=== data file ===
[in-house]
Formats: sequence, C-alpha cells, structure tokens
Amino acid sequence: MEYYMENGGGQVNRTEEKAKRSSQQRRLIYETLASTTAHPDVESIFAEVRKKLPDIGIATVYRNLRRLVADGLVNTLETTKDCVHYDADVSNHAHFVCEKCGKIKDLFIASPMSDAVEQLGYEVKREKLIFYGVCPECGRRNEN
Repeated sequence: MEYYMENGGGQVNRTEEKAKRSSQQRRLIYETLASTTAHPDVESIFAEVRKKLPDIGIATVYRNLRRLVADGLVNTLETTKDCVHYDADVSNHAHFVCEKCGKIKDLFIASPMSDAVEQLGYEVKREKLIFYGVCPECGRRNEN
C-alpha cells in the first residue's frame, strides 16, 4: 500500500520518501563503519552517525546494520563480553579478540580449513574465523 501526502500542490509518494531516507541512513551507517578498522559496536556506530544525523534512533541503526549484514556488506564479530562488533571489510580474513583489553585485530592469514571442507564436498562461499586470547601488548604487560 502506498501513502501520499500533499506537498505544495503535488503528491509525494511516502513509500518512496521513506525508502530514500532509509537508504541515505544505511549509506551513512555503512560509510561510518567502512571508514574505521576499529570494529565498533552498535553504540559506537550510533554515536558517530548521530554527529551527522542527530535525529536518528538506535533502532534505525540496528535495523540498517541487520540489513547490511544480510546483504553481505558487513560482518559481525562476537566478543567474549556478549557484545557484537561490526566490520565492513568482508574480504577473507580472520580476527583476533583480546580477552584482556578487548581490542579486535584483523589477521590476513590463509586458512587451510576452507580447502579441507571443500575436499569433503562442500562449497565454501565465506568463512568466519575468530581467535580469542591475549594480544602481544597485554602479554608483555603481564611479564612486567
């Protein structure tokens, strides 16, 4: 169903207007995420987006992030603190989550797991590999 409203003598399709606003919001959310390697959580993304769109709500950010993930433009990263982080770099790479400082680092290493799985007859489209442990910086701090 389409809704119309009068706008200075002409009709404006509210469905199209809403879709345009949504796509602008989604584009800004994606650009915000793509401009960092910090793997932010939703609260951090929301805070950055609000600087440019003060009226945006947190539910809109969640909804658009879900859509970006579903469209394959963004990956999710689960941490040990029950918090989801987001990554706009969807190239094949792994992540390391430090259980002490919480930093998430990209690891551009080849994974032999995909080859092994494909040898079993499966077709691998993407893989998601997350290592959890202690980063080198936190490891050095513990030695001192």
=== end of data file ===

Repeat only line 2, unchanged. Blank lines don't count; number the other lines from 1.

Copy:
Formats: sequence, C-alpha cells, structure tokens